Then, the high-pass filter (HPF) given in (10) is applied to extract the harmonic components from the supply current, which becomes the reference current signal .

where ωp = 2π⋅10 (rad/s) is the selected passing frequency of the HPF.

Reactive power compensation can be achieved easily by using a reference current along the q-axis of . After finding the reference current for the current controller, the measured supply current is compared with its reference value, and the error is fed into the PI-repetitive controller (RC) to generate the control signal for the APF. The transfer functions of the RC in continuous and discrete time are

where N = Td / Ts is the number of delay samples, which is an integer, Ts is the sampling period, Q(z) is a filter transfer function, Kr is the RC controller gain, and zk is a phase lead term to compensate the phase lag caused by plant Gp(z).

## 3.4 Design of repetitive current controller

To design the RC in (11), three components are considered: the filter Q(z), the phase lead term zk, and the RC controller gain Kr. First, we have to determine the filter Q(z) that is used to improve the system stability by reducing the peak gain of the RC in the high-frequency range. Then, the phase lead term zk is designed to compensate the phase lag caused by the control plant to achieve better harmonic compensation performance of the RC. Finally, the RC’s controller gain Kr is chosen based on the system stability condition in (14).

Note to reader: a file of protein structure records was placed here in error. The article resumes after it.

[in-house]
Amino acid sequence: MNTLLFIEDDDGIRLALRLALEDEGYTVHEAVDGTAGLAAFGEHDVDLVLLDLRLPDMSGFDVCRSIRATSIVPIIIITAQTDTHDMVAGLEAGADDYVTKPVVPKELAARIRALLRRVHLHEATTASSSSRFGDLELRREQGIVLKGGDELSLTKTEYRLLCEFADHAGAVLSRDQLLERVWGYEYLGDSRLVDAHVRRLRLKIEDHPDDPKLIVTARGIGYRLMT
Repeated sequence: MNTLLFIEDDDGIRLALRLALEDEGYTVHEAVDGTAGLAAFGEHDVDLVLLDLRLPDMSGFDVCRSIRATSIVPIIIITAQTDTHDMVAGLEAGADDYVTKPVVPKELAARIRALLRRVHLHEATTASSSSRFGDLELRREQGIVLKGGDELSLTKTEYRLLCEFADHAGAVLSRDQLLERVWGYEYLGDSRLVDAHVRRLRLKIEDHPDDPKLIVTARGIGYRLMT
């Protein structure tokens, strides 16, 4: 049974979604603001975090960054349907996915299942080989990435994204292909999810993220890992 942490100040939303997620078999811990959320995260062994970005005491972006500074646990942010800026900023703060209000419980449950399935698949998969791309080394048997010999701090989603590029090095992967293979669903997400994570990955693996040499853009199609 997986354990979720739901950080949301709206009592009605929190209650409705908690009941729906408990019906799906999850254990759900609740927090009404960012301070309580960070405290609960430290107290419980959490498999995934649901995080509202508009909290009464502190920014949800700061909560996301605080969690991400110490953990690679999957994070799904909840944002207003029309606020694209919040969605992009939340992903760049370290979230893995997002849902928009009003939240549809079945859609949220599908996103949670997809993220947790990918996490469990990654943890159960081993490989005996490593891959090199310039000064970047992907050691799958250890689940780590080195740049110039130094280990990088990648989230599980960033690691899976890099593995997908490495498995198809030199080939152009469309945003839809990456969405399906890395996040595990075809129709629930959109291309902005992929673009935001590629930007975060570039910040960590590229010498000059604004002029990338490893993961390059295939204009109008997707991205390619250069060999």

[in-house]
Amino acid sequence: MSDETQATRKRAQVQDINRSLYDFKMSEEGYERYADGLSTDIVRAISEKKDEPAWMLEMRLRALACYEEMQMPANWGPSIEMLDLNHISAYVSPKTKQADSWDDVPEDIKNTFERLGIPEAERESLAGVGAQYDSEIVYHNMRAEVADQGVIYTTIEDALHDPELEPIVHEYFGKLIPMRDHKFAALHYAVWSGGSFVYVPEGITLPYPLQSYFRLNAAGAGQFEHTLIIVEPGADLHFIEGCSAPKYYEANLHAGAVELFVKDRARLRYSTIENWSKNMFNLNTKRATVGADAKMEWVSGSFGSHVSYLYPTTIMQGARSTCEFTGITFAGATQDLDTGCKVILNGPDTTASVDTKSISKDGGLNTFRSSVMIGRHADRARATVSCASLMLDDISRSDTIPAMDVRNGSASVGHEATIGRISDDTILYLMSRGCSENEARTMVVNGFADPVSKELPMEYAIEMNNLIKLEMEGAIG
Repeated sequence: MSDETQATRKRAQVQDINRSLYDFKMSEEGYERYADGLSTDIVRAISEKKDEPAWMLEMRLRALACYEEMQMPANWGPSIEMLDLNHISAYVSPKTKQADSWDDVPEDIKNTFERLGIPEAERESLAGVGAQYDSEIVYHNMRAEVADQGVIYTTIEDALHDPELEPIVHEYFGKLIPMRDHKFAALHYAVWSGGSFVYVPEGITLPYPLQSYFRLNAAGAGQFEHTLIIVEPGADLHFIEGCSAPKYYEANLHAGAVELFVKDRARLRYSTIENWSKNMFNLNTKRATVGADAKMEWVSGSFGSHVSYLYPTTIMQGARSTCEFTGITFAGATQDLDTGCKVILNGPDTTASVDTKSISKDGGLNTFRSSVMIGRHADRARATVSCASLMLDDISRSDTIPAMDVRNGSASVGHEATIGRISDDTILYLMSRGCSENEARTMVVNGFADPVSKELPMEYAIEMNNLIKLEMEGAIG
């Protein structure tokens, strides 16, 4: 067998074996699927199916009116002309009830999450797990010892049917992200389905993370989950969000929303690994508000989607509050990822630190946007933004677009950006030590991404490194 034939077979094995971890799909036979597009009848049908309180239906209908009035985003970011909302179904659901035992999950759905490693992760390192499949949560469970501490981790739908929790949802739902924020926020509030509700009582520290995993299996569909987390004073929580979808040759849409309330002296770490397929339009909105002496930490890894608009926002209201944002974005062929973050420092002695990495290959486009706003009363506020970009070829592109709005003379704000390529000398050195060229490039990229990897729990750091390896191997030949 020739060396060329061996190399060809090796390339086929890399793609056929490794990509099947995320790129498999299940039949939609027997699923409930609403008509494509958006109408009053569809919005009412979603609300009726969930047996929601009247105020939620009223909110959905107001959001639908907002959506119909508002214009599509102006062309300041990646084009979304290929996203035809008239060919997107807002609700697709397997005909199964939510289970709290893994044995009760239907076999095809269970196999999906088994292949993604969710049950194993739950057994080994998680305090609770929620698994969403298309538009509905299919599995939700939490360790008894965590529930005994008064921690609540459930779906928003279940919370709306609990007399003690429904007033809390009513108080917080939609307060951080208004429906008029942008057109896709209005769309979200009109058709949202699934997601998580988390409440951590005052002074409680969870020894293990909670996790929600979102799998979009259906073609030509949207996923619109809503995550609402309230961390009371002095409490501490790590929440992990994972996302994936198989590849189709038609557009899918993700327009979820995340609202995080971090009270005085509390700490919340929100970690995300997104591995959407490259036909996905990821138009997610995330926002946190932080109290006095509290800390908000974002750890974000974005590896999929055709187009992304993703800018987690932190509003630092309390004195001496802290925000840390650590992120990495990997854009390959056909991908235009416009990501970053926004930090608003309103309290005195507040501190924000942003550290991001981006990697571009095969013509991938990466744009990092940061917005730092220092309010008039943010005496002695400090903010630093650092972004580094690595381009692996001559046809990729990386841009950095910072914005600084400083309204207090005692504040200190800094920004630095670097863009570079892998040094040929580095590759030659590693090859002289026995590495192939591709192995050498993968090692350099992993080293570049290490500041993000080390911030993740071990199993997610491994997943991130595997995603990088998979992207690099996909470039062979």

3.4.1 Selection of the filter Q(z):

Q(z) is used to improve the system stability by reducing the peak gain of the RC in the high-frequency range. There are two popular methods used in previous studies to employ Q(z): a closed unity gain Q(z)=0.95 and a zero-phase LPF Q(z) = (z + 2 + z−1) / 4 [16], [17]. In this study, these two types of Q(z) are also adopted, and the Bode diagrams of the RC for each Q(z) are plotted in Fig. 5 in order to determine a suitable Q(z) for the RC. In Fig. 5, when Q(z)=0.95, the RC provides high gain over the entire frequency range, so the system becomes unstable due to the high gain in the high-frequency region. In contrast, for Q(z) = (z + 2 + z−1) / 4, the gain of the RC is high at low-order harmonics, but it reduces to significantly less than 0 dB in the high-frequency range (above 2 kHz). It is well-known that a low peak gain in the high-frequency range can ensure a robust system. Furthermore, in contrast to the typical first-order LPF, a zero-phase LPF does not shift to the original position of the RC peak gain. Therefore, the use of this zero-phase LPF does not have an impact on the RC accuracy; thus, we choose Q(z) = (z + 2 + z−1) / 4.

**Fig. 5.**Bode diagram of the PI-RC controller with Q(z) = 0.95 and Q(z) = (z + 2 + z−1) / 4.

3.4.2 Determination of the phase-lead term zk: